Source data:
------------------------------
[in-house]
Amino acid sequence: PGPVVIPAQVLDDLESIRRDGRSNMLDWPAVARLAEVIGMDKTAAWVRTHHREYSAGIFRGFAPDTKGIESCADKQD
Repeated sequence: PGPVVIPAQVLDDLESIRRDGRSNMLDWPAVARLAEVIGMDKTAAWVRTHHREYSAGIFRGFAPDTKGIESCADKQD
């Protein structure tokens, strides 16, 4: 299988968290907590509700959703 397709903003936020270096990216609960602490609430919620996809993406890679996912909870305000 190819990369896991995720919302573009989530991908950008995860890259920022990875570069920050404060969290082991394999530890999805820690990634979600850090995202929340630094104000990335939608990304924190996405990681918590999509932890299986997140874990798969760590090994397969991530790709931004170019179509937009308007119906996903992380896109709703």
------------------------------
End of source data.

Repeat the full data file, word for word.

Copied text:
[in-house]
Amino acid sequence: PGPVVIPAQVLDDLESIRRDGRSNMLDWPAVARLAEVIGMDKTAAWVRTHHREYSAGIFRGFAPDTKGIESCADKQD
Repeated sequence: PGPVVIPAQVLDDLESIRRDGRSNMLDWPAVARLAEVIGMDKTAAWVRTHHREYSAGIFRGFAPDTKGIESCADKQD
């Protein structure tokens, strides 16, 4: 299988968290907590509700959703 397709903003936020270096990216609960602490609430919620996809993406890679996912909870305000 190819990369896991995720919302573009989530991908950008995860890259920022990875570069920050404060969290082991394999530890999805820690990634979600850090995202929340630094104000990335939608990304924190996405990681918590999509932890299986997140874990798969760590090994397969991530790709931004170019179509937009308007119906996903992380896109709703």